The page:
I was challenged recently to come up with a package of equipment that would outfit an ambitious start-up internet radio station at the lowest possible cost. They needed to have 4 live microphones, telephone callers, and the ability to connect to a remote studio over a broadband IP connection. And it had to be compact for portability.
You may not need all of these components to get started, but it’s good to have an overview of how you can expand a basic setup.
Here are the basic elements. Some of the products I list are not necessarily the lowest price, but are the best value for the functions being requested.
– Mics, headphones, headphone amplifier
– Telephone interface
– Computer connection
Mackie 1202VLZ3 can accommodate 4 mics, up to 2 telephone interfaces, and playback from your PC or other recording device. The mixer is the central control point. All audio comes in to, and goes out from the mixer. This one doesn’t have a built-in USB interface, but its other capabilities make it the best choice.
A headset won’t pick up as much room noise as a regular mic, since it’s very close to the mouth. The mic is always in the right position, even if the user moves around. Headsets are especially useful if you are broadcasting from a remote location, and may not have a desk surface for regular mics, or are in noisy surroundings.
The mixer only has a single headphone jack. To create enough separate signals for each user, a headphone amplifier is needed. RA53B gives 5 headphone outputs, with individual controls. It has 1/4″ and 1/8″ jacks, so pro headphones or “earbuds” can be used.
Telephone interface –
One caller at a time is easy: If you have a conventional analog phone line, use a single-line hybrid. If you plan to have several callers holding on multiple phone lines, and you will go from one to the next, you should consider a 6-line talk show system along with its control surface:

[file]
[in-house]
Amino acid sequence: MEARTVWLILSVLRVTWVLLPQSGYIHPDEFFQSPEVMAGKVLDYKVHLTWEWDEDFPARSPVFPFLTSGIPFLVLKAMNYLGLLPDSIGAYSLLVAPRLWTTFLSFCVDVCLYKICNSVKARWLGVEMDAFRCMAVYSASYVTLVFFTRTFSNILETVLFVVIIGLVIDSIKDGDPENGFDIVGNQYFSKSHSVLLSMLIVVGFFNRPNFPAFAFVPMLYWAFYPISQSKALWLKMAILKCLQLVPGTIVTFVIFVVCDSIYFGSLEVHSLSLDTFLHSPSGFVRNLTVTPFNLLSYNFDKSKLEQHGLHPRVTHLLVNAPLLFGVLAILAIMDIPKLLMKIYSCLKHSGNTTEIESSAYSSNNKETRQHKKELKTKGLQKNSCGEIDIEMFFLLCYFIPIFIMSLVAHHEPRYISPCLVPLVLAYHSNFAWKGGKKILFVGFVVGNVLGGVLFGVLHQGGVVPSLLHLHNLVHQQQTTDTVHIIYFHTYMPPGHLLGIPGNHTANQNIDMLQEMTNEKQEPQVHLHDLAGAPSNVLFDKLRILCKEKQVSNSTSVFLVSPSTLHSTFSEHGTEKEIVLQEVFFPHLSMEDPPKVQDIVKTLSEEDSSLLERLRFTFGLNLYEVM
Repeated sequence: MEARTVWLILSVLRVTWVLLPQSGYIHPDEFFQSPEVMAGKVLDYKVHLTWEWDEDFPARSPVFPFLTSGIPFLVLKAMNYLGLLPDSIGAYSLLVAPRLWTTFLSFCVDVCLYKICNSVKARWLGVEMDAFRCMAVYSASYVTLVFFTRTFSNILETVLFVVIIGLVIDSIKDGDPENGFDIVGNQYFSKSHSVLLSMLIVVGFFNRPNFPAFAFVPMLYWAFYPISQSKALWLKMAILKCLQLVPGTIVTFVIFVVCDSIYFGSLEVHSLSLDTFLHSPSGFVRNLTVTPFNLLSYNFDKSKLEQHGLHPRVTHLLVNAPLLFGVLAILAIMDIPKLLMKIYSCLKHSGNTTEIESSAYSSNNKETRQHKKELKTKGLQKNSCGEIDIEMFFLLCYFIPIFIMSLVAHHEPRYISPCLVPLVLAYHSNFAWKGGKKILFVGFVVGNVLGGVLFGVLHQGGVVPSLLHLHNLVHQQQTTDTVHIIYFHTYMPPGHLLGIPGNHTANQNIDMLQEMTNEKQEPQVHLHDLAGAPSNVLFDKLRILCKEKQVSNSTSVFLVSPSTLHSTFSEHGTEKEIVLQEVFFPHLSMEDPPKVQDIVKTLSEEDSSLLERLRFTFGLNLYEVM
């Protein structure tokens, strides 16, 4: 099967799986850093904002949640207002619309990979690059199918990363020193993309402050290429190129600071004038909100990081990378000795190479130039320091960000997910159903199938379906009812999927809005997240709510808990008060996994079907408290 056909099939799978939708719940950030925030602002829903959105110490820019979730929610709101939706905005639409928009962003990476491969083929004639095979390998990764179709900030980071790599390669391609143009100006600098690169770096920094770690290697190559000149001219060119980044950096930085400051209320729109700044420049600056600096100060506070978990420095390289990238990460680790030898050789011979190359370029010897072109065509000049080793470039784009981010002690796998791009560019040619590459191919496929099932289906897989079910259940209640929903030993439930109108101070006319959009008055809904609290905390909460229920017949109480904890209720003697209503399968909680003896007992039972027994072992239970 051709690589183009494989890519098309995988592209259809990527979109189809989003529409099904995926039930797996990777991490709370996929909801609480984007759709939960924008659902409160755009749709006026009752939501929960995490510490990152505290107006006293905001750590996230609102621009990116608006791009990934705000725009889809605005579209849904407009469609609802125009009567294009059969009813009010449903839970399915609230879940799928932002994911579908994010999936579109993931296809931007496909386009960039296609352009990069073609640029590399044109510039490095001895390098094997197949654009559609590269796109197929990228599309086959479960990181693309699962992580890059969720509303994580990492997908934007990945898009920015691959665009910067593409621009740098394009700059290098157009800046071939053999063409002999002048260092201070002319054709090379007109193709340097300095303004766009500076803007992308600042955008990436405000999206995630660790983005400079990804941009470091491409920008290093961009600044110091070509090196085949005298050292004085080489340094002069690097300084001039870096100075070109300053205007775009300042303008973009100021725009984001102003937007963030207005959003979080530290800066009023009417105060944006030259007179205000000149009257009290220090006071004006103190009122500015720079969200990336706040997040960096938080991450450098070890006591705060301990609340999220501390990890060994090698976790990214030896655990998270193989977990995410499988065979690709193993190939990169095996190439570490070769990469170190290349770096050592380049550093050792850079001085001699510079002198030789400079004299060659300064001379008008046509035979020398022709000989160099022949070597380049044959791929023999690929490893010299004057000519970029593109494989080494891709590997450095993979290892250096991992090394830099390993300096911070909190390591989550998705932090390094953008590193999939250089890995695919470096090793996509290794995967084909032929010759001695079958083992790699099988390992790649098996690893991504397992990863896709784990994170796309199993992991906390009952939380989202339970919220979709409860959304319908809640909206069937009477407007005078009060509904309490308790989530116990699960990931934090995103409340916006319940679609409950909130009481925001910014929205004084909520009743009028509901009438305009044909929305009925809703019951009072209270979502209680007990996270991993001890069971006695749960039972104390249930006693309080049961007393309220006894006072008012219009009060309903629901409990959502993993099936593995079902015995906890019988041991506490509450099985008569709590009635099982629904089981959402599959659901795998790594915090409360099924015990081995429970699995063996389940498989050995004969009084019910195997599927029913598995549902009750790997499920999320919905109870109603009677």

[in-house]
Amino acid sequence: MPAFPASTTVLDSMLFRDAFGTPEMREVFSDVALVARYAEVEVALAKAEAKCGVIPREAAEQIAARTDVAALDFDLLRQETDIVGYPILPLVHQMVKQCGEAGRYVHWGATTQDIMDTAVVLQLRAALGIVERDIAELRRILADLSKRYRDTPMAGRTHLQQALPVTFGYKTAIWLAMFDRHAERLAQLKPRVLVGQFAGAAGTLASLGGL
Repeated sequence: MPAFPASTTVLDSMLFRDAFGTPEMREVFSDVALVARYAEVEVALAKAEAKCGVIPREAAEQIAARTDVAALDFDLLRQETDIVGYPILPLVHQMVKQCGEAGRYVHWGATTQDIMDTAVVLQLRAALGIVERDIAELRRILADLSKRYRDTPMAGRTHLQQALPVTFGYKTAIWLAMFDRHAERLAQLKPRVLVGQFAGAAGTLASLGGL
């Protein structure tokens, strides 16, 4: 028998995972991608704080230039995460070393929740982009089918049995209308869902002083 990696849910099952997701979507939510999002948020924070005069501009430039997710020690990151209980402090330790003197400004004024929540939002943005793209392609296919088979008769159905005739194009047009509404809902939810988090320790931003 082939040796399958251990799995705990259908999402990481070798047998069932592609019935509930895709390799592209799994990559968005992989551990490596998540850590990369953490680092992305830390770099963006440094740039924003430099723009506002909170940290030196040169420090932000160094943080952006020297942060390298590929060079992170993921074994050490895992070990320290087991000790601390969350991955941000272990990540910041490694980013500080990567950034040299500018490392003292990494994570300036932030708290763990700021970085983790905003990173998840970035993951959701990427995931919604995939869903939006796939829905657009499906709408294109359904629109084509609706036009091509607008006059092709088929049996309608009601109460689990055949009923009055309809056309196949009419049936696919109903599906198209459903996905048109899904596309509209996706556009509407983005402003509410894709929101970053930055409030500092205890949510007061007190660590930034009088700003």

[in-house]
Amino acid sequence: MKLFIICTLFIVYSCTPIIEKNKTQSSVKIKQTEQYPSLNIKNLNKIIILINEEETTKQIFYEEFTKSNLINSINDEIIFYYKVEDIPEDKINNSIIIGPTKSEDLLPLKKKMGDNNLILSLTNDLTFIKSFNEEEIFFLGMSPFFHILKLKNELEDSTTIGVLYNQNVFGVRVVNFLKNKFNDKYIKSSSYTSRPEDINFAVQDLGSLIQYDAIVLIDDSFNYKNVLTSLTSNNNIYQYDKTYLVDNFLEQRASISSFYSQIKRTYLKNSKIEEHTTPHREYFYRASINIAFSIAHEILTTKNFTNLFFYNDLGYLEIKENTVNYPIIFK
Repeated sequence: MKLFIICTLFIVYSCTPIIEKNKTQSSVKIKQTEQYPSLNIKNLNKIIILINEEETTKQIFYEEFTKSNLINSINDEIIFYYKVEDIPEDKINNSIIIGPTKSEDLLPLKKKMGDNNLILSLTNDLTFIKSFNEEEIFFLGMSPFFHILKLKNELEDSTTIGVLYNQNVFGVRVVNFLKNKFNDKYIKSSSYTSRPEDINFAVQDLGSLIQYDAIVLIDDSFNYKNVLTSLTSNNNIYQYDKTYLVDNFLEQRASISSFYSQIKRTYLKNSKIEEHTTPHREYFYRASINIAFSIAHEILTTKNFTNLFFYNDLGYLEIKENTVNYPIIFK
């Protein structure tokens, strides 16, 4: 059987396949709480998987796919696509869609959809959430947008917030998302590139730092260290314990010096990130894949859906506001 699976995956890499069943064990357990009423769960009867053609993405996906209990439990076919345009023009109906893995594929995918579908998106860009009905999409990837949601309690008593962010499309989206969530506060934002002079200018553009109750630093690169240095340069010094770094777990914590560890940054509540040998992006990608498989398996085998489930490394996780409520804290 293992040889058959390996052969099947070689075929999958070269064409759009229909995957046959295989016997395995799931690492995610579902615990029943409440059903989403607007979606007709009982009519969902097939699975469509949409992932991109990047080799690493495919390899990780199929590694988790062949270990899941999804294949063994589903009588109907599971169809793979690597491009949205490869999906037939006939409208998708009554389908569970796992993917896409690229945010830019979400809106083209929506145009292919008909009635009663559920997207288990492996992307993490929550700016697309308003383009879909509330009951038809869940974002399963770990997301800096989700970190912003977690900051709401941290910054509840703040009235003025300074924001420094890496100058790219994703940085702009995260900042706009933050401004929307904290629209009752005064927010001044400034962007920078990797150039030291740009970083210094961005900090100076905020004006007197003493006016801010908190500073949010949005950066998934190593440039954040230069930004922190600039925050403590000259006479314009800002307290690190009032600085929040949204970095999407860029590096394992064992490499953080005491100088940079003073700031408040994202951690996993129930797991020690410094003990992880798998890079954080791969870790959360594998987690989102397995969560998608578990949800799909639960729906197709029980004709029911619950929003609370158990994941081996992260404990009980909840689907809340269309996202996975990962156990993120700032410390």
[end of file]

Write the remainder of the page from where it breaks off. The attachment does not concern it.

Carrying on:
If you will have a VIP guest on one phone throughout the program, and have callers from multiple lines to talk to the guest, you will combine both of the above systems.
Telephone hybrids require a specialized signal from the mixer, called “mix-minus”. This allows the callers to hear everything properly. For the “VIP plus callers” scenario above, you will need two separate “mix-minus” signals (one for each phone system.) Not all small mixers can properly create two post-fader mix-minus feeds. This is one reason I selected the Mackie mixer.
Computer Connection –
Playing audio from your computer (music, interviews, commercials) can be done with any playlist program you wish… Windows Media Player, Winamp, etc. The audio connection from the mixer to the computer is by a simple USB interface. The Alpha interface includes Cubase LE4 recording software, or you can use most any other popular software.
Broadcasting from a Remote Site with a Codec –
A pair of codecs permit broadcast-quality audio to be sent between two points over a broadband internet connection. Both ends of the connection will need a compatible codec unit. Talk to us about your specific needs.
A codec provides a 2-way link to the remote studio. That is, the engineer at the other end can be speaking to you at the same time you are sending your program down the line. The Mackie mixer’s monitoring capabilities allow you to hear the engineer in your headphones, without his voice appearing on the main program. (This is another reason this mixer was selected.)
BSW offers several pre-configured podcasting packages. But, as you can see from this article, it’s easy to mix and match equipment to create most any configuration you need to achieve your goals.
Determine what capabilities you need, then contact us. We’ll help you find the right products to get your internet station going.